Mild cognitive impairment accompanied by disability, mental disorder
Individuals with mild cognitive impairment (MCI) in Singapore are relatively few, although they face clinical levels of depression and anxiety and marked disability, a study has found.
Drawing data from the Well-being of the Singapore Elderly (WiSE) population study, which included 2,165 adults aged >60 years at enrolment, the investigators noted a low MCI prevalence of 1.2 percent.
Even more interesting was the concerning proportions of MCI patients with subsyndromal depression, depression, and anxiety, which were recorded at 26.3 percent, 13.2 percent, and 0.8 percent, respectively. Individuals with versus without MCI were also more likely to have poor World Health Organization Disability Assessment Schedule (WHODAS) disability scores. [Yale J Biol Med 2021;94:73-83]
Depression and anxiety are touted as the most common neuropsychiatric conditions associated with cognitive decline and dementia risk. There is evidence suggesting that the concomitant presence of these conditions with MCI portends a rather grim outlook, that is progression to dementia. This certainly spells trouble for people with MCI, who are already at heightened risk of developing dementia as compared with cognitively healthy individuals. [J Alzheimers Dis 2013;35:823-832; Front Aging Neurosci 2020;12:9; Neurology 2014;82:317-325; PLoS One 2015;10:e0142388]
While not all, about 60–65 percent of MCI patients will advance on to develop dementia in their lifetimes. MCI has several risk factors, including certain characteristics, such as old age and lower educational levels, and unhealthy lifestyle habits, such as smoking, physical inactivity, and harmful levels of alcohol consumption. Targeting modifiable risk factors and detecting early signs of cognitive impairment are currently the most effective approach in reducing the risk or delaying the onset of dementia, the investigators said. [Lancet 2017;390:2673-2734; Lancet 2015;386:1625; Br J Psychiatry 2006;189:399-404]
In Singapore, only age and physical activity status emerged as significant correlates of MCI, in line with previous studies. Not even ethnic groups exerted influence on MCI prevalence. With a rapidly ageing society, a wave of dementia hitting Singapore is just a matter of time, the investigators warned. [PLoS One 2015;10:e0142388]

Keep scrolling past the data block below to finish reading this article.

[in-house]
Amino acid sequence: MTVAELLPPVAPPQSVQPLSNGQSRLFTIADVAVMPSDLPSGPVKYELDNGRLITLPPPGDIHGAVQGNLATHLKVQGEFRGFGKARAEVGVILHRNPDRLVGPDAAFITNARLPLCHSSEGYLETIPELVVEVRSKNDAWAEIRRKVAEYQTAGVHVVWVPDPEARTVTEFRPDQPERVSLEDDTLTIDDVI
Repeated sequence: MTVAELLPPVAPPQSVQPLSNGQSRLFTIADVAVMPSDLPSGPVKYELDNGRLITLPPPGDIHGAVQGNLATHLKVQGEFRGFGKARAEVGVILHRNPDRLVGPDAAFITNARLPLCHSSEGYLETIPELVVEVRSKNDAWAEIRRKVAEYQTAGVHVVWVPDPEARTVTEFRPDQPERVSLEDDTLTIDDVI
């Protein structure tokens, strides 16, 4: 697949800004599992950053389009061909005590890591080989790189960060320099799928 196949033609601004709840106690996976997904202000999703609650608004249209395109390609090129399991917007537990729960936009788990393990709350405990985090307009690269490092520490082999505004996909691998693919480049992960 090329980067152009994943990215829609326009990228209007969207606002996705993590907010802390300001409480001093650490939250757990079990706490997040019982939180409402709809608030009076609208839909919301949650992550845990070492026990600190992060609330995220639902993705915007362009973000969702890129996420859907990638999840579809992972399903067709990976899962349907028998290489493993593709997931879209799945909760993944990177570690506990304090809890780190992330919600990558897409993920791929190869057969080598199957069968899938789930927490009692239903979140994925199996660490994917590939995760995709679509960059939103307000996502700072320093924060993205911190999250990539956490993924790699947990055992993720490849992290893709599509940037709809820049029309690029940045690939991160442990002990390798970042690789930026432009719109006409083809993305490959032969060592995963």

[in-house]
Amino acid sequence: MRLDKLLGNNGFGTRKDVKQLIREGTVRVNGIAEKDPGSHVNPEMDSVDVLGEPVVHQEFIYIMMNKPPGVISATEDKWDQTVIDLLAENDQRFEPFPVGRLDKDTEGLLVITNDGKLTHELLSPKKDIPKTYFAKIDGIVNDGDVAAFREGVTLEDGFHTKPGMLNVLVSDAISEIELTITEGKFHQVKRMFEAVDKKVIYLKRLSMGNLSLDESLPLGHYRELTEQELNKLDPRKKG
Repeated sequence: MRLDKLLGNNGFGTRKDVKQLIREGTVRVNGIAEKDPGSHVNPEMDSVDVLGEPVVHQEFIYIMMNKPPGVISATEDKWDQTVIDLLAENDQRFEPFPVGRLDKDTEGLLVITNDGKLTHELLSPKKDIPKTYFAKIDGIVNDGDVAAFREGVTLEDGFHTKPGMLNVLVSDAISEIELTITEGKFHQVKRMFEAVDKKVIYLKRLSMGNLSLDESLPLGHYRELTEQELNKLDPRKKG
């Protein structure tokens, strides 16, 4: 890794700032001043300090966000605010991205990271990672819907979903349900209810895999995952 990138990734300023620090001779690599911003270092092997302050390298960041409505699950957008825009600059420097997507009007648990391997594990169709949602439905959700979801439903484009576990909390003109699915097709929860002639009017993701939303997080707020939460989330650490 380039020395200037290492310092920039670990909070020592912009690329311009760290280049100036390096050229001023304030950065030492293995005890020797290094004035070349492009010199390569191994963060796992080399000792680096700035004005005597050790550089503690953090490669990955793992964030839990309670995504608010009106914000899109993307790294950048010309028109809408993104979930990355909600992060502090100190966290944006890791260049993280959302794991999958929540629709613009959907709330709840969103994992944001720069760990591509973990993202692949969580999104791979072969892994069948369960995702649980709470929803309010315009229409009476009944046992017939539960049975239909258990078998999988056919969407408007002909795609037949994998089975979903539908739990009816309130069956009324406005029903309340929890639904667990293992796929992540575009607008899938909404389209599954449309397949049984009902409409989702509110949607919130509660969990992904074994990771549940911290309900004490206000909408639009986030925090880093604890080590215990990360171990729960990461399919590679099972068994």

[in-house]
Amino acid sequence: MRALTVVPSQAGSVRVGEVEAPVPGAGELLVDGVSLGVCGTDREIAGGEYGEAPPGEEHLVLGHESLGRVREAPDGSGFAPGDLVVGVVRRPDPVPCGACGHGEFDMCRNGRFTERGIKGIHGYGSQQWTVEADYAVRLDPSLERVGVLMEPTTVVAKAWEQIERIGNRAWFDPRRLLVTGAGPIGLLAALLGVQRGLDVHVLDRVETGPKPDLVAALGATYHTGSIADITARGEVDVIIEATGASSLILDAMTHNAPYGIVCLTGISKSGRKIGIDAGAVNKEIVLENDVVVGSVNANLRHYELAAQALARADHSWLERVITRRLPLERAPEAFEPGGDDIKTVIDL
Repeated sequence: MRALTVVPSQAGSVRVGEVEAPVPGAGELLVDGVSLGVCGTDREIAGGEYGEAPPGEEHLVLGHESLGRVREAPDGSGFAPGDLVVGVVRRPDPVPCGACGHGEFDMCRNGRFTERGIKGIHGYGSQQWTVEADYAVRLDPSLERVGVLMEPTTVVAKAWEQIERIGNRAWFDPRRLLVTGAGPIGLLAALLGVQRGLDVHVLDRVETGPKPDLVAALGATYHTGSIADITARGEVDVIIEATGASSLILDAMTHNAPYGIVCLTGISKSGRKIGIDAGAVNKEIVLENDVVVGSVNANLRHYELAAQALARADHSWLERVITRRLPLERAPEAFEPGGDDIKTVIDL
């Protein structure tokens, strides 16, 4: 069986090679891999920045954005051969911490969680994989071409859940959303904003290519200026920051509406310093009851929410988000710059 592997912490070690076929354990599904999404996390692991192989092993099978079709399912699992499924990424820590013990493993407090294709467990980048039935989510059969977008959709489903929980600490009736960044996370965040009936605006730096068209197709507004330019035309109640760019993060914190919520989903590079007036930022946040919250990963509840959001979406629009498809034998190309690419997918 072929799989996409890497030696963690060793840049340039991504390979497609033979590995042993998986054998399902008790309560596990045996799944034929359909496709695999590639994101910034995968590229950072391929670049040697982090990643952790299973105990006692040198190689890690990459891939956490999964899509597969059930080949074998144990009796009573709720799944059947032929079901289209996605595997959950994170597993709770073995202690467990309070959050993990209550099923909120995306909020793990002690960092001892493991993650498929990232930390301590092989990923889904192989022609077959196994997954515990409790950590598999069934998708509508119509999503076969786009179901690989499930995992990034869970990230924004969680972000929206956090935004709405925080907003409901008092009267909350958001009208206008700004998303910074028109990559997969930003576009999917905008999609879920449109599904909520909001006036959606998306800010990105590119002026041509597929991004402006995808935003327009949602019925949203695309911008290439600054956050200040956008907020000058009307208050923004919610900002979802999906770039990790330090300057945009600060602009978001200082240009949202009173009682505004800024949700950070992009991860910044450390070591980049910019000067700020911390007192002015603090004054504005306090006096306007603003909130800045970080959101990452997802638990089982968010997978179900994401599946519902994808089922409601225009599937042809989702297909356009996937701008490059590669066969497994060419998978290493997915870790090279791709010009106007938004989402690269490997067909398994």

Taken together, the evidence points to the need to promote physical activity and awareness of depression among older adults with MCI, they added.
“Being physically active, limiting alcohol consumption, and smoking cessation are some of the important health promoting behaviours that are in line with the objectives of promoting healthy living by the Health Promotion Board (HPB) and Ministry of Health (MOH) in Singapore,” they said. “Inculcating an active lifestyle in the community is advantageous not only for physical aspects (eg, bone health, frailty) but cognitive and mental aspects of health as well.” [J Am Med Dir Assoc 2017;18:734.e9-734.e14; J Psychiatr Res 2016;77:42-51]
Exercise interventions are promising for improving cognition and at delaying dementia in a growing population of older adults with MCI. “Thus, having exercise interventions targeting at-risk populations locally should be initiated and encouraged to bolster the efforts of preventing the onset of dementia and promoting a healthy living in an aging population,” the investigators asserted. [Dement Geriatr Cogn Disord 2014;38:347-365; Front Aging Neurosci 2018;10:76; J Gerontol A Biol Sci Med Sci 2008;63:62-66]
On the other hand, they acknowledged that treating mental illness among older adults will pose a challenge, as this age group is more likely to endorse stigmatizing attitudes and, thus, resist psychiatric help. The investigators believe that raising awareness and widening the reach of local antistigma efforts can certainly help and improve mental health literacy in the country.
Finally, they called for additional studies that are longitudinal in nature to further refine understanding of MCI and confirm the present findings.